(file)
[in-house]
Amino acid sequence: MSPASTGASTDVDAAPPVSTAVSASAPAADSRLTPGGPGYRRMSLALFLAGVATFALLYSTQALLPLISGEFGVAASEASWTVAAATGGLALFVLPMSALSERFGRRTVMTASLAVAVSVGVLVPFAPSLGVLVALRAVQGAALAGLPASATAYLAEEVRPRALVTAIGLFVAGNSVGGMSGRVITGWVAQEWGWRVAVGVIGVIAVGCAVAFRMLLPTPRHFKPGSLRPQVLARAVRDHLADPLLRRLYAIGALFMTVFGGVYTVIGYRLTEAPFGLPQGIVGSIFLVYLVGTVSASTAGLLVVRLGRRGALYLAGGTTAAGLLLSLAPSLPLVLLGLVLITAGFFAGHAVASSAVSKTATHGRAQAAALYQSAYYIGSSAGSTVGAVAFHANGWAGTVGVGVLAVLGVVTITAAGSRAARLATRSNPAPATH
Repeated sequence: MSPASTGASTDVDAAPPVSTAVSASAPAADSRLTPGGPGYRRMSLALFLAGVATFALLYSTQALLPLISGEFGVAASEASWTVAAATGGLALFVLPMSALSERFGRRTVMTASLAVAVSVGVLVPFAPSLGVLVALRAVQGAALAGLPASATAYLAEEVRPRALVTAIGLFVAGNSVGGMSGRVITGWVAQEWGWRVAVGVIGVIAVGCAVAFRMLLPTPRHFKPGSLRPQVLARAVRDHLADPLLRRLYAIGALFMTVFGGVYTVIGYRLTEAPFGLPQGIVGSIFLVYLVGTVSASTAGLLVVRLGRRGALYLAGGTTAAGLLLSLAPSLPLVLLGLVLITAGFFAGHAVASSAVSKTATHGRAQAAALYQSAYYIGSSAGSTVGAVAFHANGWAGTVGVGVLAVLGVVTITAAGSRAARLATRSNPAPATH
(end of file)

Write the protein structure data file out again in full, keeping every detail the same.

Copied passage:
[in-house]
Amino acid sequence: MSPASTGASTDVDAAPPVSTAVSASAPAADSRLTPGGPGYRRMSLALFLAGVATFALLYSTQALLPLISGEFGVAASEASWTVAAATGGLALFVLPMSALSERFGRRTVMTASLAVAVSVGVLVPFAPSLGVLVALRAVQGAALAGLPASATAYLAEEVRPRALVTAIGLFVAGNSVGGMSGRVITGWVAQEWGWRVAVGVIGVIAVGCAVAFRMLLPTPRHFKPGSLRPQVLARAVRDHLADPLLRRLYAIGALFMTVFGGVYTVIGYRLTEAPFGLPQGIVGSIFLVYLVGTVSASTAGLLVVRLGRRGALYLAGGTTAAGLLLSLAPSLPLVLLGLVLITAGFFAGHAVASSAVSKTATHGRAQAAALYQSAYYIGSSAGSTVGAVAFHANGWAGTVGVGVLAVLGVVTITAAGSRAARLATRSNPAPATH
Repeated sequence: MSPASTGASTDVDAAPPVSTAVSASAPAADSRLTPGGPGYRRMSLALFLAGVATFALLYSTQALLPLISGEFGVAASEASWTVAAATGGLALFVLPMSALSERFGRRTVMTASLAVAVSVGVLVPFAPSLGVLVALRAVQGAALAGLPASATAYLAEEVRPRALVTAIGLFVAGNSVGGMSGRVITGWVAQEWGWRVAVGVIGVIAVGCAVAFRMLLPTPRHFKPGSLRPQVLARAVRDHLADPLLRRLYAIGALFMTVFGGVYTVIGYRLTEAPFGLPQGIVGSIFLVYLVGTVSASTAGLLVVRLGRRGALYLAGGTTAAGLLLSLAPSLPLVLLGLVLITAGFFAGHAVASSAVSKTATHGRAQAAALYQSAYYIGSSAGSTVGAVAFHANGWAGTVGVGVLAVLGVVTITAAGSRAARLATRSNPAPATH